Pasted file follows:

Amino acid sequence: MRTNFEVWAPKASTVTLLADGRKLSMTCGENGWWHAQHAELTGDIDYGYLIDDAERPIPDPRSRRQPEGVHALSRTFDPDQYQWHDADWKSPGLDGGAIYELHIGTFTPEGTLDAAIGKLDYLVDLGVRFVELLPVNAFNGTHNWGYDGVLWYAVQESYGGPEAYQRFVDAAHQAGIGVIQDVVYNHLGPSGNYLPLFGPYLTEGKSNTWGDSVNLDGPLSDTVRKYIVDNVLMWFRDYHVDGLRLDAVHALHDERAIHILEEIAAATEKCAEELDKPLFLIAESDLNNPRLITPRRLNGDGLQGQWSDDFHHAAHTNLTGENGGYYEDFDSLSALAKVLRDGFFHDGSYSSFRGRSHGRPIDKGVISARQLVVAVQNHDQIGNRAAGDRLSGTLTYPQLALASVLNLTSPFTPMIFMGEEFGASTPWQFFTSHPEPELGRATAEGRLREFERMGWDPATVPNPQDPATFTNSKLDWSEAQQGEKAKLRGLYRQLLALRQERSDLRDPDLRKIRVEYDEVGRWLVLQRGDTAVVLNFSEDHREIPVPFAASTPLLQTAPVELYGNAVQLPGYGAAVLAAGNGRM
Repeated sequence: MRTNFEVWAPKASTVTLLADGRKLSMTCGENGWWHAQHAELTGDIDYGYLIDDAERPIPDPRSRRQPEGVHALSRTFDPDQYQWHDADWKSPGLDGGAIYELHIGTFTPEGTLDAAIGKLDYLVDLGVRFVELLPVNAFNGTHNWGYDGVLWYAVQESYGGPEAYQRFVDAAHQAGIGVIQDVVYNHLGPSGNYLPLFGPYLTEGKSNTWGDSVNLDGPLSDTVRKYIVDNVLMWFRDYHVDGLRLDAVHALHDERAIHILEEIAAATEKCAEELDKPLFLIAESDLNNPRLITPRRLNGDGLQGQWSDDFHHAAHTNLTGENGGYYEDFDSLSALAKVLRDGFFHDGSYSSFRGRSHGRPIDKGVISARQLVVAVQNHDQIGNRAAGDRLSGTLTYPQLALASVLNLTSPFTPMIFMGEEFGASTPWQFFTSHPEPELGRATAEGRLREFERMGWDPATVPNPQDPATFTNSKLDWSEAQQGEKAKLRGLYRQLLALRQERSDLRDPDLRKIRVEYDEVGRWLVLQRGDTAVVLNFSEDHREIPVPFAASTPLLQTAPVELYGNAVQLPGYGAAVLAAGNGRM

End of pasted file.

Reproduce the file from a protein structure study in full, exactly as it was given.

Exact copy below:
Amino acid sequence: MRTNFEVWAPKASTVTLLADGRKLSMTCGENGWWHAQHAELTGDIDYGYLIDDAERPIPDPRSRRQPEGVHALSRTFDPDQYQWHDADWKSPGLDGGAIYELHIGTFTPEGTLDAAIGKLDYLVDLGVRFVELLPVNAFNGTHNWGYDGVLWYAVQESYGGPEAYQRFVDAAHQAGIGVIQDVVYNHLGPSGNYLPLFGPYLTEGKSNTWGDSVNLDGPLSDTVRKYIVDNVLMWFRDYHVDGLRLDAVHALHDERAIHILEEIAAATEKCAEELDKPLFLIAESDLNNPRLITPRRLNGDGLQGQWSDDFHHAAHTNLTGENGGYYEDFDSLSALAKVLRDGFFHDGSYSSFRGRSHGRPIDKGVISARQLVVAVQNHDQIGNRAAGDRLSGTLTYPQLALASVLNLTSPFTPMIFMGEEFGASTPWQFFTSHPEPELGRATAEGRLREFERMGWDPATVPNPQDPATFTNSKLDWSEAQQGEKAKLRGLYRQLLALRQERSDLRDPDLRKIRVEYDEVGRWLVLQRGDTAVVLNFSEDHREIPVPFAASTPLLQTAPVELYGNAVQLPGYGAAVLAAGNGRM
Repeated sequence: MRTNFEVWAPKASTVTLLADGRKLSMTCGENGWWHAQHAELTGDIDYGYLIDDAERPIPDPRSRRQPEGVHALSRTFDPDQYQWHDADWKSPGLDGGAIYELHIGTFTPEGTLDAAIGKLDYLVDLGVRFVELLPVNAFNGTHNWGYDGVLWYAVQESYGGPEAYQRFVDAAHQAGIGVIQDVVYNHLGPSGNYLPLFGPYLTEGKSNTWGDSVNLDGPLSDTVRKYIVDNVLMWFRDYHVDGLRLDAVHALHDERAIHILEEIAAATEKCAEELDKPLFLIAESDLNNPRLITPRRLNGDGLQGQWSDDFHHAAHTNLTGENGGYYEDFDSLSALAKVLRDGFFHDGSYSSFRGRSHGRPIDKGVISARQLVVAVQNHDQIGNRAAGDRLSGTLTYPQLALASVLNLTSPFTPMIFMGEEFGASTPWQFFTSHPEPELGRATAEGRLREFERMGWDPATVPNPQDPATFTNSKLDWSEAQQGEKAKLRGLYRQLLALRQERSDLRDPDLRKIRVEYDEVGRWLVLQRGDTAVVLNFSEDHREIPVPFAASTPLLQTAPVELYGNAVQLPGYGAAVLAAGNGRM